The audit carried out by the National Audit Office indicated that the Ministry of the Environment must motivate companies to reduce the generation of waste associated with oil shale extraction and use more efficiently than before and increase the recovery of generated waste. The audit also points out that it would be reasonable of the Environmental Board to request appropriate guarantees from companies that would ensure the state would not have to spend money closing down landfills or waste disposal sites of bankrupt owners.
Approximately 17 million tons of oil shale extraction and processing waste is generated per year, which comprises 80 percent of all waste generated in Estonia. The generation of oil shale waste increased by 56 percent from 2009-2013 due to the increase in electricity generation and oil production. Since the beginning of the oil shale industry, more than 400 million tons of waste has been deposited in landfills and waste facilities, which cover more than 27 square kilometers of Ida-Viru County. The waste generated by the oil shale industry keeps having a negative environmental impact on the living and natural environment of the area.
An audit by the National Audit Office has now found that although oil shale waste is generated in large quantities, the state has not regarded this as a significant problem and not demanded that companies generate less waste and increase waste recovery. The large share of oil shale waste in overall waste generation has been acknowledged in the National Waste Management Plan adopted in 2014, but any discussion of oil shale waste is non-committal, and whilst the existing situation has been recognised, the plan doesn’t offer any solutions for improving it.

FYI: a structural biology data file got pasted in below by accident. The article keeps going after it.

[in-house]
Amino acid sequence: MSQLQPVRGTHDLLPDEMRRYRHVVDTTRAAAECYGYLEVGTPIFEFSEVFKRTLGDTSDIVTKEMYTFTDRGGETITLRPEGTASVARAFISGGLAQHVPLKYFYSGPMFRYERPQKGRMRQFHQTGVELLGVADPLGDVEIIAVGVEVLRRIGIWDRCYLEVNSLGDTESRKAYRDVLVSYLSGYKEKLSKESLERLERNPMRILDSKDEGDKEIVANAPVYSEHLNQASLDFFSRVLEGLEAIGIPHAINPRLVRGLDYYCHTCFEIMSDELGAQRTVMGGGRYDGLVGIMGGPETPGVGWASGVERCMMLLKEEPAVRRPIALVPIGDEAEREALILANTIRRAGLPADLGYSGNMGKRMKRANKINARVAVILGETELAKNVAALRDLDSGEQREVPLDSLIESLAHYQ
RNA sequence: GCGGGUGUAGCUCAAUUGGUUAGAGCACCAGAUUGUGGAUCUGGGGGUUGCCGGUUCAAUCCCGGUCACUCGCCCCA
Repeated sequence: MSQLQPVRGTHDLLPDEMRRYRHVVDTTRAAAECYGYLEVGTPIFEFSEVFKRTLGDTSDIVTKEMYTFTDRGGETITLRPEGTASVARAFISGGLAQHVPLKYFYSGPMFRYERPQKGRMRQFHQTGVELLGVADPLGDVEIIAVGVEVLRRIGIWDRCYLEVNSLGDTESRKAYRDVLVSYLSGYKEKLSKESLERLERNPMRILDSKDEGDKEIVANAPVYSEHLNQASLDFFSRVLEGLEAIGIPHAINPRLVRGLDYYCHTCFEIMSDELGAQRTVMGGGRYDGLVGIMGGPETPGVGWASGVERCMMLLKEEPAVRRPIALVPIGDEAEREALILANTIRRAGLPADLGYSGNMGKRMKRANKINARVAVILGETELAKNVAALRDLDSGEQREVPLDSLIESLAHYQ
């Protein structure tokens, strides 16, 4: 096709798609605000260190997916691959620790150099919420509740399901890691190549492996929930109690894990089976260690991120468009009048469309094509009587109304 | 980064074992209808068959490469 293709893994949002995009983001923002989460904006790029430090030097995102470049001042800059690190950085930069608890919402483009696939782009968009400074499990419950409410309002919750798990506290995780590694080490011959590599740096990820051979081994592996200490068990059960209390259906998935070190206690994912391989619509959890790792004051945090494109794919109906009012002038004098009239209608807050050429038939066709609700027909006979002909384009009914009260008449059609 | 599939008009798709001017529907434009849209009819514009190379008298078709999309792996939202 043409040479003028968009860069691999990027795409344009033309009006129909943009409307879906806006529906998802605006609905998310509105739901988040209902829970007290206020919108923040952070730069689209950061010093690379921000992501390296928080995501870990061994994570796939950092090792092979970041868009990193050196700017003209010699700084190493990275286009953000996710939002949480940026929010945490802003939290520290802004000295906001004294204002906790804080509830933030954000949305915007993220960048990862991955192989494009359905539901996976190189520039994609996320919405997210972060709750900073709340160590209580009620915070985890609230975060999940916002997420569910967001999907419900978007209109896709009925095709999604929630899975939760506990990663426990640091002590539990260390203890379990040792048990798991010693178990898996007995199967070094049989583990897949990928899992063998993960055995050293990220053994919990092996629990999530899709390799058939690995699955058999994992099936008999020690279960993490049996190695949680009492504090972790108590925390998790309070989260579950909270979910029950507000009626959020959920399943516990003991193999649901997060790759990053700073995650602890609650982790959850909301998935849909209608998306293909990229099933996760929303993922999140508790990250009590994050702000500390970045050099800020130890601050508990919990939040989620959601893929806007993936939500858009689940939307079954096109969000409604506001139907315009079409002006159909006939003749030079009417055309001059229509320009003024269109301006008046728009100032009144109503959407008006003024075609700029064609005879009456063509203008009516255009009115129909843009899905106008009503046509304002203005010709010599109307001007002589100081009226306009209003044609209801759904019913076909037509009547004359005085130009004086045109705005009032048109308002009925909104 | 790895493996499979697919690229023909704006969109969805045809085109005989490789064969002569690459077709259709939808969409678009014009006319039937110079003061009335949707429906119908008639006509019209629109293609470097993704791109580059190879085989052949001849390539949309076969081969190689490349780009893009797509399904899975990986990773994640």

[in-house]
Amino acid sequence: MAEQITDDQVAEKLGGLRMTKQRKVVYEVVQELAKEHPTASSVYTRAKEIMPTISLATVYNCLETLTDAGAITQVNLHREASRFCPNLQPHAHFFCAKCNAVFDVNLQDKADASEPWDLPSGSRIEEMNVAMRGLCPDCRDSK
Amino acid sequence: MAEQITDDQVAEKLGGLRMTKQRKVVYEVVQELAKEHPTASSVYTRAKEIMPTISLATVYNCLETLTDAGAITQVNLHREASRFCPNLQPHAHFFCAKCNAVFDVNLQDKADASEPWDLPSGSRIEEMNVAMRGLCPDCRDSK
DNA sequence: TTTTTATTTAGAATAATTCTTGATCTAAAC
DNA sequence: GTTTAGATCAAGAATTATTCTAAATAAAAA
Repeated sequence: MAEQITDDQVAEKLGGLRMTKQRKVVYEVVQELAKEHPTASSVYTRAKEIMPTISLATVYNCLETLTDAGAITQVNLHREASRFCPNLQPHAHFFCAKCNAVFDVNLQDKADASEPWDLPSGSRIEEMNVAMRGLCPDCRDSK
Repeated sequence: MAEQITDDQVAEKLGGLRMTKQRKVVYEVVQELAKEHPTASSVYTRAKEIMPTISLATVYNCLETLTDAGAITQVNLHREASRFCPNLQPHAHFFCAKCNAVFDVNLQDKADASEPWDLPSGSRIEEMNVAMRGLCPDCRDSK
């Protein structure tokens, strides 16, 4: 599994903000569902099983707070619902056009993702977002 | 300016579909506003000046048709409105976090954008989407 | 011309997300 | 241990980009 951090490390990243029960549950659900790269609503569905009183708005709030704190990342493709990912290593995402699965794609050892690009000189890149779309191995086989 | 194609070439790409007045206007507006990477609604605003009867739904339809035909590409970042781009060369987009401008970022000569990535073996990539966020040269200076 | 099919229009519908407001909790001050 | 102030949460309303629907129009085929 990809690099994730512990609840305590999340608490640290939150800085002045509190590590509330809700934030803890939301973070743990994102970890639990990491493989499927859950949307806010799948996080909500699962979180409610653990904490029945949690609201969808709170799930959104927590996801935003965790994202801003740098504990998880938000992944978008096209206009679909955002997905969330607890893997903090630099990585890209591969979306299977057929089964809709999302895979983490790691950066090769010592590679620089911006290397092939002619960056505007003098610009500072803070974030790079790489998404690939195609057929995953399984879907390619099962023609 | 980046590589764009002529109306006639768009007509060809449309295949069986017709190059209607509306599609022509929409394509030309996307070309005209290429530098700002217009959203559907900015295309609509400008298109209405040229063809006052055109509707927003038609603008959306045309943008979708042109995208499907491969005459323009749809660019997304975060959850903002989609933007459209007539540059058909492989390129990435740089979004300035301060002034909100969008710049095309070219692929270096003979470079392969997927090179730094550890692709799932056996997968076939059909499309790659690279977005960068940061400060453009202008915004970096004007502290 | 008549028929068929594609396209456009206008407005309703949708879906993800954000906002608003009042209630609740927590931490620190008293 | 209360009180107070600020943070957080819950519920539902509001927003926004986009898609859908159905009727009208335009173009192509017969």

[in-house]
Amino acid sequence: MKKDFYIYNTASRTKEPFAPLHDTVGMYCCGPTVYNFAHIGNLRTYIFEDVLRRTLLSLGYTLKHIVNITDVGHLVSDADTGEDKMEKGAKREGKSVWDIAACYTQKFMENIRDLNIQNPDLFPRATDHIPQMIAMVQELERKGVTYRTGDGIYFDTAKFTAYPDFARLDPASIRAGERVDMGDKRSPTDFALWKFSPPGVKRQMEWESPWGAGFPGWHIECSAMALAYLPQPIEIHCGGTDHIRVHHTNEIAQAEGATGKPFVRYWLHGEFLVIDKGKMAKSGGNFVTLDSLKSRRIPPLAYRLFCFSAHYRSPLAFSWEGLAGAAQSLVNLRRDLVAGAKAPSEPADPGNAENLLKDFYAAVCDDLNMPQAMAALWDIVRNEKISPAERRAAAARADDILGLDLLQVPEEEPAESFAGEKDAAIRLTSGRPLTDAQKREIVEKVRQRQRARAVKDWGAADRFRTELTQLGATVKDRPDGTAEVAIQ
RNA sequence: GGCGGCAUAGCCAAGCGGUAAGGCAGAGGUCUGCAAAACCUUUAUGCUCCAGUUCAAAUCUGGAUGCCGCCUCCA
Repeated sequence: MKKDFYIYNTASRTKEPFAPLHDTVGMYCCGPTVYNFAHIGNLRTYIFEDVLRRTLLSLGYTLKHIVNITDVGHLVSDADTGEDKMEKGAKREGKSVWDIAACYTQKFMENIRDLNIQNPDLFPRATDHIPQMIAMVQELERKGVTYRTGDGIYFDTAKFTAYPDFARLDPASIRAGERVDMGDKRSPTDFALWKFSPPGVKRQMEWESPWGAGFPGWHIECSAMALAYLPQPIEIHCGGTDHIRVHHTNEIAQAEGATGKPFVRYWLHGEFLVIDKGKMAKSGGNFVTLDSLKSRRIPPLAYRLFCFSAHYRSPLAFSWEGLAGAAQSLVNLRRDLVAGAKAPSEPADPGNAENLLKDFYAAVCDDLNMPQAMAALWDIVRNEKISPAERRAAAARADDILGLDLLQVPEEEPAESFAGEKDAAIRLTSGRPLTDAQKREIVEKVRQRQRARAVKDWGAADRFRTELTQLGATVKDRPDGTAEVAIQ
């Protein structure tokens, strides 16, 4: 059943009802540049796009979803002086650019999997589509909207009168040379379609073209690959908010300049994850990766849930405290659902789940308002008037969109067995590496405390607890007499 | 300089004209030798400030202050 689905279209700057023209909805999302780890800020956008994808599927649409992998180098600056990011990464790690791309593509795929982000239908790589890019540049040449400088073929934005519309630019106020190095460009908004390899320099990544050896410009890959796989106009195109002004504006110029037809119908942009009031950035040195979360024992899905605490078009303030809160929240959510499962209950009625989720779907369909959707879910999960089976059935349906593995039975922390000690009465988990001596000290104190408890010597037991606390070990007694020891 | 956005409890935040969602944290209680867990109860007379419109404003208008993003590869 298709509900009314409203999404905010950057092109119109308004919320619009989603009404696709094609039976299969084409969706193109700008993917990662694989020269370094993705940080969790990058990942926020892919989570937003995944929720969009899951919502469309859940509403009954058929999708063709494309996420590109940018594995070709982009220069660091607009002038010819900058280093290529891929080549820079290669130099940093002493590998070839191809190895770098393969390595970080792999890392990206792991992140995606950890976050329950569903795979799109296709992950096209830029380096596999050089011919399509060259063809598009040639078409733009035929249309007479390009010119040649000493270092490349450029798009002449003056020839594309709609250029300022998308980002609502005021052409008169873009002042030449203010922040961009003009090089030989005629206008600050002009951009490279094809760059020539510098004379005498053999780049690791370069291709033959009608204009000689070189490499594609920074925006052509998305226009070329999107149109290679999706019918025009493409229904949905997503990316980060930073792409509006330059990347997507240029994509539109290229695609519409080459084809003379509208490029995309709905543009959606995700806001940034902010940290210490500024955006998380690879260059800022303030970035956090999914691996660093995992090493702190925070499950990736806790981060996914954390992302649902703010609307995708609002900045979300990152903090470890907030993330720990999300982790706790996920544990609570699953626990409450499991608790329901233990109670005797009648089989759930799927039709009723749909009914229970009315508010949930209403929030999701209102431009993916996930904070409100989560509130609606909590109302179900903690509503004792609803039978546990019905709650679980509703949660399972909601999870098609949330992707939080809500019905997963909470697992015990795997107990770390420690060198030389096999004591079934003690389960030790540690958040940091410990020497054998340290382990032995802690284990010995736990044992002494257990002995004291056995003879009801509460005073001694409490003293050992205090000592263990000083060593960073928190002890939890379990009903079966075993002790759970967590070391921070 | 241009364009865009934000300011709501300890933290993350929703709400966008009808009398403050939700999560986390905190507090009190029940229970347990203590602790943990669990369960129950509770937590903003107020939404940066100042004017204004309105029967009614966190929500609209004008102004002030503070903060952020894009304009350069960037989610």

It is stated in the Waste Management Plan that the development and implementation of waste recovery solutions and technologies in the oil shale sector must be supported, but the plan and its operational program offer no measures or activities for the achievement of these goals, the audit office found. No target levels have been set for waste reduction and recovery in the National Development Plan for Oil Shale Use either, and the environmental protection permits issued to the companies that generate oil shale waste do not require them to reduce waste generation and depositing, and to increase recovery.
The audit also revealed that there are several opportunities for oil shale waste recovery, but no suitable and economically justified solutions for large-scale waste recycling have not been found, because the demand for products made of oil shale waste is insufficient. While the Ministry of the Environment is of the opinion that finding waste recovery options is primarily a duty of companies, the National Audit Office claims that the state should still promote the recovery of oil shale waste, for example, by creating demand for products made of oil shale waste in the construction of public buildings and structures.
Until options for recovering oil shale waste are found, the majority of waste generated by the industry is still deposited at landfills.
The audit additionally revealed that the data submitted by the companies to the state about waste quantities and environmental monitoring, which are the basis of the state’s strategic waste management decisions, the collection of pollution charges, national statistics and ascertainment of environmental impact, are not adequately checked.
The state has spent over 50 million euros on elimination of the residual pollution caused by oil shale waste and will have to spend tens of millions more. Among others, the Ministry of the Environment has had to streamline the old semi-coke hills in Kohtla-Järve and Kiviõli. The Purtse river, the phenol bog and the Kukruse mine waste hill still need to be streamlined. It was found that the system of monetary guarantees, pursuant to Estonian law, has not been adeqately and sufficiently implemented.
According to the office, 8 tons of hazardous waste per person per year is generated in Estonia. This indicator places Estonia firmly in the first place among all European Union Member States, and it exceeds the European average – 200 kg per person per year – 40 times.
Editor: M. Oll